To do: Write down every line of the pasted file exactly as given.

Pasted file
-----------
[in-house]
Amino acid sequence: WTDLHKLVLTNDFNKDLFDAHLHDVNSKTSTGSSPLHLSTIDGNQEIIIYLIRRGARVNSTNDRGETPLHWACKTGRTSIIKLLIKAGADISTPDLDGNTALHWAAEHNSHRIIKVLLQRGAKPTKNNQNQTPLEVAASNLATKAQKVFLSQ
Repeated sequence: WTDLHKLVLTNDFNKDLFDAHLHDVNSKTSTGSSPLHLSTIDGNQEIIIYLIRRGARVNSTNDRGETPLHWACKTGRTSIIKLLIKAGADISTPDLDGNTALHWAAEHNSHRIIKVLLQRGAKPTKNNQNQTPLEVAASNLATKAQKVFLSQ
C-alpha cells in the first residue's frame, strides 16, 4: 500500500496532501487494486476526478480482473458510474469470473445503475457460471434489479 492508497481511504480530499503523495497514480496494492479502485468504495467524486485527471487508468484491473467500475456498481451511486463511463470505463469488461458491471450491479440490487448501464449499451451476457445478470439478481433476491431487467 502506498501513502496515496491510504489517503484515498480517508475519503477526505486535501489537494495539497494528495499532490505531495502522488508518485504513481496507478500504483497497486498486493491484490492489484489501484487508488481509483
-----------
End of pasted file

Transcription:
[in-house]
Amino acid sequence: WTDLHKLVLTNDFNKDLFDAHLHDVNSKTSTGSSPLHLSTIDGNQEIIIYLIRRGARVNSTNDRGETPLHWACKTGRTSIIKLLIKAGADISTPDLDGNTALHWAAEHNSHRIIKVLLQRGAKPTKNNQNQTPLEVAASNLATKAQKVFLSQ
Repeated sequence: WTDLHKLVLTNDFNKDLFDAHLHDVNSKTSTGSSPLHLSTIDGNQEIIIYLIRRGARVNSTNDRGETPLHWACKTGRTSIIKLLIKAGADISTPDLDGNTALHWAAEHNSHRIIKVLLQRGAKPTKNNQNQTPLEVAASNLATKAQKVFLSQ
C-alpha cells in the first residue's frame, strides 16, 4: 500500500496532501487494486476526478480482473458510474469470473445503475457460471434489479 492508497481511504480530499503523495497514480496494492479502485468504495467524486485527471487508468484491473467500475456498481451511486463511463470505463469488461458491471450491479440490487448501464449499451451476457445478470439478481433476491431487467 502506498501513502496515496491510504489517503484515498480517508475519503477526505486535501489537494495539497494528495499532490505531495502522488508518485504513481496507478500504483497497486498486493491484490492489484489501484487508488481509483